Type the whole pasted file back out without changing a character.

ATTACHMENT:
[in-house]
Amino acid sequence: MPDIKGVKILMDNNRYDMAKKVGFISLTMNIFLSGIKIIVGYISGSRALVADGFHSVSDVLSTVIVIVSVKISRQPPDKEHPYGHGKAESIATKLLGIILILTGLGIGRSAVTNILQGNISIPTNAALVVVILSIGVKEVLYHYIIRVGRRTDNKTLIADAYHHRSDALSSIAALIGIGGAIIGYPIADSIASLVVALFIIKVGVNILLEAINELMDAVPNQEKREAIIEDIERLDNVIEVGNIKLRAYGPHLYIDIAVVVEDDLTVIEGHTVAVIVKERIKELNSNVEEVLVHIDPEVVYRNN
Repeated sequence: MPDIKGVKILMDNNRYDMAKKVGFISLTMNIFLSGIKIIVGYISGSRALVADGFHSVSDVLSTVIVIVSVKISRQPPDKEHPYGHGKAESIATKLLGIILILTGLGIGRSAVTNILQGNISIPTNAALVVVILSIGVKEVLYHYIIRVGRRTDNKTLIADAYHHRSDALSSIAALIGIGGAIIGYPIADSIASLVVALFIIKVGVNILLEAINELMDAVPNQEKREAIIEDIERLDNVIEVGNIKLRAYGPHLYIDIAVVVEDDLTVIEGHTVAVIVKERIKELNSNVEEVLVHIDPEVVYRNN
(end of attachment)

[in-house]
Amino acid sequence: MPDIKGVKILMDNNRYDMAKKVGFISLTMNIFLSGIKIIVGYISGSRALVADGFHSVSDVLSTVIVIVSVKISRQPPDKEHPYGHGKAESIATKLLGIILILTGLGIGRSAVTNILQGNISIPTNAALVVVILSIGVKEVLYHYIIRVGRRTDNKTLIADAYHHRSDALSSIAALIGIGGAIIGYPIADSIASLVVALFIIKVGVNILLEAINELMDAVPNQEKREAIIEDIERLDNVIEVGNIKLRAYGPHLYIDIAVVVEDDLTVIEGHTVAVIVKERIKELNSNVEEVLVHIDPEVVYRNN
Repeated sequence: MPDIKGVKILMDNNRYDMAKKVGFISLTMNIFLSGIKIIVGYISGSRALVADGFHSVSDVLSTVIVIVSVKISRQPPDKEHPYGHGKAESIATKLLGIILILTGLGIGRSAVTNILQGNISIPTNAALVVVILSIGVKEVLYHYIIRVGRRTDNKTLIADAYHHRSDALSSIAALIGIGGAIIGYPIADSIASLVVALFIIKVGVNILLEAINELMDAVPNQEKREAIIEDIERLDNVIEVGNIKLRAYGPHLYIDIAVVVEDDLTVIEGHTVAVIVKERIKELNSNVEEVLVHIDPEVVYRNN